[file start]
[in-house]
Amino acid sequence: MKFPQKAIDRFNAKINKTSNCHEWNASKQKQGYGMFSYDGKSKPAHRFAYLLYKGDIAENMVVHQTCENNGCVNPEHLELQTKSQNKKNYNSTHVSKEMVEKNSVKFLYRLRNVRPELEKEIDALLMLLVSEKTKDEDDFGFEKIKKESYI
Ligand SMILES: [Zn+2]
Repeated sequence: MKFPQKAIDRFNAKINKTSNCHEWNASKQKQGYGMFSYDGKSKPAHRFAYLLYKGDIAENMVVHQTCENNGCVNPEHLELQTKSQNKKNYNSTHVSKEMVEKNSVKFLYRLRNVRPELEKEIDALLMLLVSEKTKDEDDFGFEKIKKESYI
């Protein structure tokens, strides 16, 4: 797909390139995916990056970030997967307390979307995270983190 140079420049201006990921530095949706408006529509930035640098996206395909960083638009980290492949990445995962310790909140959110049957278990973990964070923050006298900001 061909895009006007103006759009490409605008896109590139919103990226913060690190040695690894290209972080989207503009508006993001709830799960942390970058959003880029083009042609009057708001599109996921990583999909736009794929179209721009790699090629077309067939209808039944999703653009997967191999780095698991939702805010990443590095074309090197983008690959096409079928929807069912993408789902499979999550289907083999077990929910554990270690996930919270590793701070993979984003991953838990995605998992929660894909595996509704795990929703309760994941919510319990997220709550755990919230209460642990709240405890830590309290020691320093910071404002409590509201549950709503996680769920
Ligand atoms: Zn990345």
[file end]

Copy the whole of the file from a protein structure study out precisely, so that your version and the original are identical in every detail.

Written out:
[in-house]
Amino acid sequence: MKFPQKAIDRFNAKINKTSNCHEWNASKQKQGYGMFSYDGKSKPAHRFAYLLYKGDIAENMVVHQTCENNGCVNPEHLELQTKSQNKKNYNSTHVSKEMVEKNSVKFLYRLRNVRPELEKEIDALLMLLVSEKTKDEDDFGFEKIKKESYI
Ligand SMILES: [Zn+2]
Repeated sequence: MKFPQKAIDRFNAKINKTSNCHEWNASKQKQGYGMFSYDGKSKPAHRFAYLLYKGDIAENMVVHQTCENNGCVNPEHLELQTKSQNKKNYNSTHVSKEMVEKNSVKFLYRLRNVRPELEKEIDALLMLLVSEKTKDEDDFGFEKIKKESYI
């Protein structure tokens, strides 16, 4: 797909390139995916990056970030997967307390979307995270983190 140079420049201006990921530095949706408006529509930035640098996206395909960083638009980290492949990445995962310790909140959110049957278990973990964070923050006298900001 061909895009006007103006759009490409605008896109590139919103990226913060690190040695690894290209972080989207503009508006993001709830799960942390970058959003880029083009042609009057708001599109996921990583999909736009794929179209721009790699090629077309067939209808039944999703653009997967191999780095698991939702805010990443590095074309090197983008690959096409079928929807069912993408789902499979999550289907083999077990929910554990270690996930919270590793701070993979984003991953838990995605998992929660894909595996509704795990929703309760994941919510319990997220709550755990919230209460642990709240405890830590309290020691320093910071404002409590509201549950709503996680769920
Ligand atoms: Zn990345």